When the tumor is large or multiple, it is located in a menopausal woman and/or she accepts that after this technique she will not be able to become pregnant, the entire uterus can be removed. This procedure is called hysterectomy and consists of opening the abdomen by conventional surgery and removing the uterus. It is performed under general anesthesia and requires several days of hospitalization and long convalescence. Fibroids are the cause of approximately one third of hysterectomies performed annually.

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Minimally invasive treatment of fibroids: What does embolization of the uterine arteries consist of?

In the last 20 years, a new technique has been added to the therapeutic arsenal for fibroids. Uterine artery embolization consists of total and permanent occlusion of the uterine arteries. Embolization produces a lack of blood flow in the tumor and a significant reduction in tumor size. It is necessary a powerful and continuous analgesia that can be performed by epidural or IV sedation. This technique is used to treat all types of uterine myoma.

It is performed by Interventional Radiology techniques that require minimal invasion. By means of catheterization the femoral artery in the groin and navigating through the arteries, with X-ray control (fluoroscopic) will lead us to the vessels that irrigate the tumor. By means of small mats of very small size, the arteries that feed the tumor will be plugged, producing their death and consequent atrophy. Pain and abdominal swelling are two common effects of this technique. To combat the pain, strong analgesics are used by epidural or venous route. After the acute phase of the first 24 hours, painkillers are administered orally for a week.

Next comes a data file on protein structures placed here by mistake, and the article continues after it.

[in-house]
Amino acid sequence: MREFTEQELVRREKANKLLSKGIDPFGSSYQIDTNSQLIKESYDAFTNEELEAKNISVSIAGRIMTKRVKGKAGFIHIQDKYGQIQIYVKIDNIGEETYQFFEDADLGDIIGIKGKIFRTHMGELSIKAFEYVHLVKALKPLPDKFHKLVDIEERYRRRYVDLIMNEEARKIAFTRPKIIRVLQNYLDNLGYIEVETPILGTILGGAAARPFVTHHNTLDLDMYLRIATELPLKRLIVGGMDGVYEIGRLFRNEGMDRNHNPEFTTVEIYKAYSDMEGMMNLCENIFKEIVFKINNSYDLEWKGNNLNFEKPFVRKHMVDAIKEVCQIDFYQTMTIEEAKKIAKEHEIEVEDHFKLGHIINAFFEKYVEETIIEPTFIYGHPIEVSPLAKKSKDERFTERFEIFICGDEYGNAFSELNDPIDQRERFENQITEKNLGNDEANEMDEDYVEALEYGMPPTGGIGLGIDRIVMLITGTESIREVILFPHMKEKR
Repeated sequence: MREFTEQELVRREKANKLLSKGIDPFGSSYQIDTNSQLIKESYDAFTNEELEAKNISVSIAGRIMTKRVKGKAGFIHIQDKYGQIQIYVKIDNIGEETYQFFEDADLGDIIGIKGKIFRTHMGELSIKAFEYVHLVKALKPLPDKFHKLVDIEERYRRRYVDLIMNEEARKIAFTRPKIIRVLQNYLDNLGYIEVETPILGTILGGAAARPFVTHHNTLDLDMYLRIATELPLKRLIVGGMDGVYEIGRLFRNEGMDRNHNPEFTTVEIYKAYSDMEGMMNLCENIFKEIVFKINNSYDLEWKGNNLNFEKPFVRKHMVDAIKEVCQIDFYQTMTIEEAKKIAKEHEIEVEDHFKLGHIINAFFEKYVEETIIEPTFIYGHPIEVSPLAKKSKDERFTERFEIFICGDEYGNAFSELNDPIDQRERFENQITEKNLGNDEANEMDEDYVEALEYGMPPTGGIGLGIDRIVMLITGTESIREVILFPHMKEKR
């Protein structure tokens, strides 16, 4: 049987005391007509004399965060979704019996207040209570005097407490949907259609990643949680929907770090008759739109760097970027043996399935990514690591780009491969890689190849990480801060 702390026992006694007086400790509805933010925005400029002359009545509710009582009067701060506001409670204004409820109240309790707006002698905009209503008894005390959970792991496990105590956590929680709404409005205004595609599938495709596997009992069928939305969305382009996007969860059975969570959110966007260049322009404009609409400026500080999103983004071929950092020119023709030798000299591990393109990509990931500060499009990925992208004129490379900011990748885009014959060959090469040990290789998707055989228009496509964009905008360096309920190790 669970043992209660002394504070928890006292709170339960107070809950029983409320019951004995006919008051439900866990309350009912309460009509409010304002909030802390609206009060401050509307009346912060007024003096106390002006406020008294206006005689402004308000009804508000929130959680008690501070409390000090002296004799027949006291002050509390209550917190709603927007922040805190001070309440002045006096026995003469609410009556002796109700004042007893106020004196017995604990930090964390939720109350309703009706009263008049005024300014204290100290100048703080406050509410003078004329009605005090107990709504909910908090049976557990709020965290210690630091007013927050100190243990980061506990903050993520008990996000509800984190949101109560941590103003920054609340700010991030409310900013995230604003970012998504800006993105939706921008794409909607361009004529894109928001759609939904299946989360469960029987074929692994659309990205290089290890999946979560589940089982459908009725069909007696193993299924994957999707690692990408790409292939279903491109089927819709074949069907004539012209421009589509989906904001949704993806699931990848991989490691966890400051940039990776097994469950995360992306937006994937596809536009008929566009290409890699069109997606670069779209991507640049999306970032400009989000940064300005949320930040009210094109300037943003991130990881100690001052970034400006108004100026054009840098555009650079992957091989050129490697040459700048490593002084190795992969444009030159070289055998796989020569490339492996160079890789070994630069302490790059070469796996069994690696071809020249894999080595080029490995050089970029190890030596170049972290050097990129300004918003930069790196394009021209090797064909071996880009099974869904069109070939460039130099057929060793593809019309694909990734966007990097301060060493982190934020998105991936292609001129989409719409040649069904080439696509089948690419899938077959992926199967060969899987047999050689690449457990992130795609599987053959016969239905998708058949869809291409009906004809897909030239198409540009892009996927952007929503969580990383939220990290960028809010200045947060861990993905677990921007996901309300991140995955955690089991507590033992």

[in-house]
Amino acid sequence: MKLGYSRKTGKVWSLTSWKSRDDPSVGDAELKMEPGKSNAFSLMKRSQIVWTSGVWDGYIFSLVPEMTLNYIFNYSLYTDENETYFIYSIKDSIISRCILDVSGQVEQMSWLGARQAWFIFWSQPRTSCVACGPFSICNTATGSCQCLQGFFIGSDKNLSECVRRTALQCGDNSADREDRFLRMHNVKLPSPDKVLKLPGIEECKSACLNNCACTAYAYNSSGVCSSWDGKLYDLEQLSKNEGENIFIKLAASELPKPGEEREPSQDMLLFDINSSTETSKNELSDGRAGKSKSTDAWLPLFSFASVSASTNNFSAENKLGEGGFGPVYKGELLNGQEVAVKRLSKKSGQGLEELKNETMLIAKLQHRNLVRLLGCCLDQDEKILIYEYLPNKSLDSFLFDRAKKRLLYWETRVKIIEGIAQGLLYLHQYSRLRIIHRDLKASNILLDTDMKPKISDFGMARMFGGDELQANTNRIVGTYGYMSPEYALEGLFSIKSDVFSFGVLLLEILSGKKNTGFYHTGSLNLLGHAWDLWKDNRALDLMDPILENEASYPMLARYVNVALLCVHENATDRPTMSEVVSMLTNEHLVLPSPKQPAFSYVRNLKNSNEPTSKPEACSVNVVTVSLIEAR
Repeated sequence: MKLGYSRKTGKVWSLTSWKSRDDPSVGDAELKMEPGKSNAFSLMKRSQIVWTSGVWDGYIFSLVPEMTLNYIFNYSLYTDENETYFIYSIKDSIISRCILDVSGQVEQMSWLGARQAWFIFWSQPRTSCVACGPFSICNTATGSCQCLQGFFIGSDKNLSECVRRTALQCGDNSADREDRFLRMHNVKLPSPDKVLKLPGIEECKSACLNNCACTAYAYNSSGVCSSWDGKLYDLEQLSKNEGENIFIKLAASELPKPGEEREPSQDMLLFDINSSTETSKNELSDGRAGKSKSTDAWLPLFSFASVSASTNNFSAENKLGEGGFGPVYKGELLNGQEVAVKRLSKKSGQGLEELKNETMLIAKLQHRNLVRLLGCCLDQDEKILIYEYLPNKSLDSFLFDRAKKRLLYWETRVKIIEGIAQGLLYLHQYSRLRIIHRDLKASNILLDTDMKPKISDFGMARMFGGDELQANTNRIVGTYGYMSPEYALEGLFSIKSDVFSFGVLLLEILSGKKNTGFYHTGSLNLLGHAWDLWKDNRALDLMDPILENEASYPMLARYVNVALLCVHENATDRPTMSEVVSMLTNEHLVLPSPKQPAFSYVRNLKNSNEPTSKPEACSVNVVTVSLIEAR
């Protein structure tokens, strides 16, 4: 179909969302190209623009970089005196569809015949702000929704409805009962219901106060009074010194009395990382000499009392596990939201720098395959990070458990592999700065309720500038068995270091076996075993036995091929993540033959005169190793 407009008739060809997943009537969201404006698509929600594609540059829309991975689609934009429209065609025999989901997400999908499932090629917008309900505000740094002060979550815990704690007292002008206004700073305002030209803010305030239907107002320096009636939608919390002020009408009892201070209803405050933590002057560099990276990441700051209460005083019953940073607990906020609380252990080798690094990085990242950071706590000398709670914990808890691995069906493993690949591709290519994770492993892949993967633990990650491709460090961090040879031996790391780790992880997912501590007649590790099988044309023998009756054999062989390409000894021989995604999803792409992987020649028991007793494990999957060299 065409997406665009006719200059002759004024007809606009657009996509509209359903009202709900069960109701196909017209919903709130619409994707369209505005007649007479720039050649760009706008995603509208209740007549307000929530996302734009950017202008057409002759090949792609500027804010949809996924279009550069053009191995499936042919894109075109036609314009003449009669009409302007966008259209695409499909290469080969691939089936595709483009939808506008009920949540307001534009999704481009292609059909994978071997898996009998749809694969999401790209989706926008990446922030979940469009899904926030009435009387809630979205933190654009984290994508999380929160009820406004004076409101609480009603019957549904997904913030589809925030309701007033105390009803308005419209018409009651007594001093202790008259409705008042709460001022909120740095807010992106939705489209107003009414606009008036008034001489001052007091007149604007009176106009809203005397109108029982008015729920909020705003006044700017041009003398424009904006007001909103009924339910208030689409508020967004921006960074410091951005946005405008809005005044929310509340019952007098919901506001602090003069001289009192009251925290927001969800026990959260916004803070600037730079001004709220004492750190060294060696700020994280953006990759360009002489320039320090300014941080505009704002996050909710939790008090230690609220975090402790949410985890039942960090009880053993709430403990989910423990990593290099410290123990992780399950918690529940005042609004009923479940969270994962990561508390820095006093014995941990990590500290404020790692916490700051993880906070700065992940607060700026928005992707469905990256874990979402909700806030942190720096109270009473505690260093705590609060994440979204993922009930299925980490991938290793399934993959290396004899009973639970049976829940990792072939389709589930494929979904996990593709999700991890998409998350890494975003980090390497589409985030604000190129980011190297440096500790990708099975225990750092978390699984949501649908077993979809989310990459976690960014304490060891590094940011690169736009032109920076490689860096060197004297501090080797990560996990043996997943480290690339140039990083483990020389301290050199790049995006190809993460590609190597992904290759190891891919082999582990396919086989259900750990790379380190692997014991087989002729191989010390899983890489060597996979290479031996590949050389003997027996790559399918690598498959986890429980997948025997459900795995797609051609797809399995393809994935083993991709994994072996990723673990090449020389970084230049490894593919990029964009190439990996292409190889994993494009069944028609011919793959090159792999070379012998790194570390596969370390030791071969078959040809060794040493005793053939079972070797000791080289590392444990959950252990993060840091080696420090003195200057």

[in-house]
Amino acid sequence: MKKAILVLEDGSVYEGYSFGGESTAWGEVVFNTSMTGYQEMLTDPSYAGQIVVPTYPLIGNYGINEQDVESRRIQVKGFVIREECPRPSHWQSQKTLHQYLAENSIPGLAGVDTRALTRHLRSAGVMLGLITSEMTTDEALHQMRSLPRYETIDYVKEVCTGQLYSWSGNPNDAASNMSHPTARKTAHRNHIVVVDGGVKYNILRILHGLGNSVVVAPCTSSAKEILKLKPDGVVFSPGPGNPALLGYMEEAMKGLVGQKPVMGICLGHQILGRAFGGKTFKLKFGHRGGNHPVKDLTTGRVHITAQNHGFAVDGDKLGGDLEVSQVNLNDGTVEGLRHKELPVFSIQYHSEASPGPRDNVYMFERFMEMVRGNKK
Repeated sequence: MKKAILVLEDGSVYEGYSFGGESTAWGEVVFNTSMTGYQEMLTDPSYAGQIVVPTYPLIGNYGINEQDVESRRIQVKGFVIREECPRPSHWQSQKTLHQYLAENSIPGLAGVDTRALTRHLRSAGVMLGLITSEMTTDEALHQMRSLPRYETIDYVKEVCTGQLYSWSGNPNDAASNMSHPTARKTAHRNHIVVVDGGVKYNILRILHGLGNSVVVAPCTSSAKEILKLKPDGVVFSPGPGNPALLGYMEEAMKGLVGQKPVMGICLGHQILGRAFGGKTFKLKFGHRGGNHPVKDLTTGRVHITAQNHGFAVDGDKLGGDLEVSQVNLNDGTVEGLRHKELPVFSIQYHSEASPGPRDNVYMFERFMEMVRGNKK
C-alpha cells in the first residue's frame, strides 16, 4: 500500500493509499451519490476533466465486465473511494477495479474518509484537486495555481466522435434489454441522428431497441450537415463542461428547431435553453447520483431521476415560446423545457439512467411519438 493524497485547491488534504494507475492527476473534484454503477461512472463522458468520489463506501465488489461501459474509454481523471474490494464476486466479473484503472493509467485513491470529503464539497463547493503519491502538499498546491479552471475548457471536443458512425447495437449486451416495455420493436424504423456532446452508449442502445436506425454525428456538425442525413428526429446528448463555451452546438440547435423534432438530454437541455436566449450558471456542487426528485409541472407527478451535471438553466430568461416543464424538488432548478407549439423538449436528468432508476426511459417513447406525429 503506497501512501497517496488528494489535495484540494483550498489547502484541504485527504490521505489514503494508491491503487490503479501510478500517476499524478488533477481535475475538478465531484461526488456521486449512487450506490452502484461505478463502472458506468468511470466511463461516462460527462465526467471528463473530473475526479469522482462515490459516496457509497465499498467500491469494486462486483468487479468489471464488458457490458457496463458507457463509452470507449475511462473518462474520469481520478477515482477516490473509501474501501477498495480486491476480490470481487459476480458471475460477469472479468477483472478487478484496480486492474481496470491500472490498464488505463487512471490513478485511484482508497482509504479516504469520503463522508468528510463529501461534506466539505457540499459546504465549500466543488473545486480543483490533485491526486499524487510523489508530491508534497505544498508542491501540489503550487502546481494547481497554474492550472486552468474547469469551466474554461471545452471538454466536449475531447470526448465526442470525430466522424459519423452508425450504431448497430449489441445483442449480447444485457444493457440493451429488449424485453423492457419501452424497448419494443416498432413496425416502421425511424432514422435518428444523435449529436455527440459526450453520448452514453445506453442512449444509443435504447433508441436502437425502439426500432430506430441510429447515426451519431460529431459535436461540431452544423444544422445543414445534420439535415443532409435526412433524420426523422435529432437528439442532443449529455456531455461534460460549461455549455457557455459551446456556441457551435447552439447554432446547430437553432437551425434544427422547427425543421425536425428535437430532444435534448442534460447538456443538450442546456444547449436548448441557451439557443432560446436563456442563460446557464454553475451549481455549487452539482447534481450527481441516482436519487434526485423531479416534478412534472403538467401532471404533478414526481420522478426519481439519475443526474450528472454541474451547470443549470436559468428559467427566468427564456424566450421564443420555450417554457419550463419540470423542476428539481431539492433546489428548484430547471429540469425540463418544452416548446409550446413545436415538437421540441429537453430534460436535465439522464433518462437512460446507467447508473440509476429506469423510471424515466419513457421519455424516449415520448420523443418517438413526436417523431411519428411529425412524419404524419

Who performs embolization and what are its advantages?

The procedure is performed by the Interventional Radiologist. However, other medical professionals (gynecologists, anesthesiologists, general radiologists, etc.) are involved in the diagnostic and therapeutic process. Interventional Radiologists are physicians who have special training to diagnose and treat processes using tiny, sophisticated tools guided by X-rays or other imaging techniques.

Interventional techniques, in general, are less invasive and safer, although their main advantage lies in a shorter hospitalization and convalescence time.

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The Interventional Radiology room is a hospital room with special aseptic conditions. It has sophisticated imaging equipment (X-rays and ultrasound) as well as human personnel and technical means of vital control and resuscitation adequate to ensure patient safety.

The Interventional Radiologist works closely with the gynecologist to give the patient the best possible care and attention.

What types of fibroids can be treated with embolization?

In general, any type of symptomatic myoma can be treated with this technique, although larger and multiple myomas have the greatest advantages over surgical techniques.

What are the medical results of embolization?

Medical studies show that between 85 and 95% of patients have improved their symptoms. Up to 80% of patients had a significant reduction in the volume of their fibroids. The recurrence of myomas is comparable to conservative surgery, although with fewer complications and a faster recovery to normal activity.

Are there any risks in myoma embolization?

Uterine artery embolization is a safe technique, but it is not completely risk-free. Pain, as already mentioned, can be significant although it is controlled with intravenous analgesia.

In less than 1% of patients with uterine alteration, hysterectomy was considered as a potential treatment.

Finally, post embolization induced menopause has been described in 2-5% of cases.

Is it possible to have children after embolization?

There are no conclusive studies in this regard. It is advisable to avoid pregnancy during the first months after embolization. Subsequently, some women have had full-term pregnancies without complications. However, due to the possibility of ovarian involvement in 2-5% of women with a desire to procreate, it should not be the technique of choice in their treatment.